In most mosques here, leadership is up for grabs. Contrary to what non-Muslims think, imams are not necessarily in charge. They are typically foreigners who understand Islam but lack specific knowledge about American culture, society, and politics. Their command of English may also be limited.

One factor that weakens and even compromises Muslim-American leaders is the longstanding and pervasive presence of the Muslim Brotherhood here in the United States. Most of the major national organizations and their leaders either have direct ties to the Brotherhood or come out of that milieu. The Brothers also conceal their activities from their fellow Muslims, sometimes even their own families. Countless mosques have been riven by conflicts over clandestine Brotherhood efforts to take over boards, and the memories of such battles die hard.

The Islamic Society of Boston Cultural Center, where Suhaib Webb is the imam, is a case in point. The ISBCC is explicitly and officially managed by the Muslim American Society (MAS). But, what Webb and his many non-Muslim supporters refuse to acknowledge is that MAS is the American branch of the Muslim Brotherhood. To knowledgeable observers inside and outside the community, this is simply incontrovertible. This lack of candor on the part of Muslim leaders understandably arouses anxieties among many Americans about their loyalty to this nation.

Yet perhaps an even more pressing question is how such deception further undermines the leadership needed to guide their own people forthrightly and authoritatively — especially troubled and turbulent Muslim-American youth.

Peter Skerry teaches political science at Boston College and is a nonresident senior fellow at the Brookings Institution.

Eric Holder’s Dept. of Justice activity again under Congressional investigation

Dept. of Justice must release its financial links to Muslim Brotherhood

(Eric Holder and Obama with more American blood on their hands?)

The Investigative Project on Terrorism (IPT) News
August 26, 2011

In the wake of yesterday’s IPT News report on the Justice Department’s (DOJ) handling of an investigation into a financial network with links to the Muslim Brotherhood, a prominent House lawmaker wants answers from the Obama Administration.

Rep. Frank Wolf, (R-VA), chairman of the House Appropriations subcommittee overseeing the Justice Department, told the Investigative Project on Terrorism that DOJ is making a mistake by refusing to make public the details of the settlement it reached with the Islamic Investment Company of the Gulf (IICG). The Virginia lawmaker said that on Monday he will send administration officials a letter urging that all of the information about the case be made public.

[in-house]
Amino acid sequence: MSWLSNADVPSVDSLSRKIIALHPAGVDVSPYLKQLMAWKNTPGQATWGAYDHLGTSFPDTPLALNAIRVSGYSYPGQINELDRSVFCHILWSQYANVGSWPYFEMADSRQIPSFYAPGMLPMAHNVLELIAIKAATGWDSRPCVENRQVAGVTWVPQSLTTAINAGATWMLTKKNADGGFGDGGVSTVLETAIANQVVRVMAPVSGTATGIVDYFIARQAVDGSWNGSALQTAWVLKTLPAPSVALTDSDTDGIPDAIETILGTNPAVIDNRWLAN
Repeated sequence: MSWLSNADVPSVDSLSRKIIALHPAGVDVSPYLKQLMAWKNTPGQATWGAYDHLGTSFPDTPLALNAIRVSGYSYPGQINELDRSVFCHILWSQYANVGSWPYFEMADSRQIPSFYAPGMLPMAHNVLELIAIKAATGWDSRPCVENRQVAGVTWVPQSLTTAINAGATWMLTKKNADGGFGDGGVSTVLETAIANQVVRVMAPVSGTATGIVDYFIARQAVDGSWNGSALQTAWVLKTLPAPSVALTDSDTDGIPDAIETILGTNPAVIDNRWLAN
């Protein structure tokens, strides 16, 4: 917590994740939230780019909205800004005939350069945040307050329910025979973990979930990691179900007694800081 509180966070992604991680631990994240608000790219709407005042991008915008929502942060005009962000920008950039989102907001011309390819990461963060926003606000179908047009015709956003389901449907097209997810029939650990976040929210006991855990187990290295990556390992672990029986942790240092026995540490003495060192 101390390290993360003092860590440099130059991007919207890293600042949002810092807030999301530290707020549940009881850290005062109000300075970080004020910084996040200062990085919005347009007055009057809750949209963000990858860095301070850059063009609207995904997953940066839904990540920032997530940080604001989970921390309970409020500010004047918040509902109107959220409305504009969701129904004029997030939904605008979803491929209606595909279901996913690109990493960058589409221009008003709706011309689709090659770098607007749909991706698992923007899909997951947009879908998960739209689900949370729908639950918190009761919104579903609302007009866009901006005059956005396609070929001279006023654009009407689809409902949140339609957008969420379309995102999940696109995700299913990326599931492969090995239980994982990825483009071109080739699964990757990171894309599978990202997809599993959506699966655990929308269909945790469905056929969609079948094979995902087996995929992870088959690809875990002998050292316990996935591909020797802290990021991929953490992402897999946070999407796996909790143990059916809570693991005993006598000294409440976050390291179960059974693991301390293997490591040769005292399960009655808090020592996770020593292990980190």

Wolf said that if the administration balks, he is prepared to insert language into the Justice Department appropriations conference report to force the release of all information about the settlement. “But I’m hoping it won’t get to that point,” he said.

The IICG, which has operations on four continents and managed $1.6 billion in funds in December 2007, is a “wholly owned subsidiary” of DMI Trust, a company which has had prominent Muslim Brotherhood figures like Yusuf al-Qaradawi and Hassan al-Turabi on its board.

The Wall Street Journal reported in 2007 that a DMI affiliate called Faisal Private Bank had been named in two major terror investigations. In one of these, the Justice Department alleged that the bank (then known as Faisal Finance) was used by a Saudi businessman to wire $665,000 to the account of a top Hamas official, Mousa Abu Marzouk. Another Faisal Finance client was al Qaida official Mamduh Mahmud Salim, now serving a federal prison sentence for conspiring to murder Americans.

DMI and Faisal Finance have also been defendants in civil litigation brought by relatives of persons killed in the 9/11 attacks. Saudi Prince Mohamed al-Faisal, who founded DMI Trust nearly 30 years ago, remains on its board.

Veteran journalist Douglas Farah wrote that in the foreword to a DMI booklet published in 1981 entitled , “Studies on Islamic Economy and Transactions,” Dr. Ibrahim Mustapha Kamel wrote that DMI was founded my (sic) desire to engage a Jihad to lift the flaw on Islamic financial and economic transactions.” He wrote that the author of the book “remains what he also was, a lighthouse…We are following jihad in modern times.”

Justice Department officials haven’t denied reaching a settlement with the IICG. But they nonetheless refuse to release a copy or comment on it. Repeated attempts to obtain the settlement – or at least a clear explanation of why it cannot be released when most government settlements are included in the public record – have been unsuccessful.

On Wednesday, Justice Department spokesman Charles Miller stated that, “We will have no further comment” about the case. But in an interview with the IPT, Wolf said that response was unacceptable, particularly given a DOJ lawyer’s seeming acknowledgement earlier this year that there was no need to keep the information under seal.

The congressman said he was particularly troubled by the presence of Turabi on the DMI board for a decade during the 1980s and early 1990s. Wolf noted that during the period he was a director, Turabi urged Osama bin Laden to move his jihadist base to Sudan.

When it comes to the modern Jihadist movement, Turabi has been part of that “since the beginning,” working together for much of this time with Sudanese leader Omar Bashir, who has been indicted for war crimes by the International Criminal Court.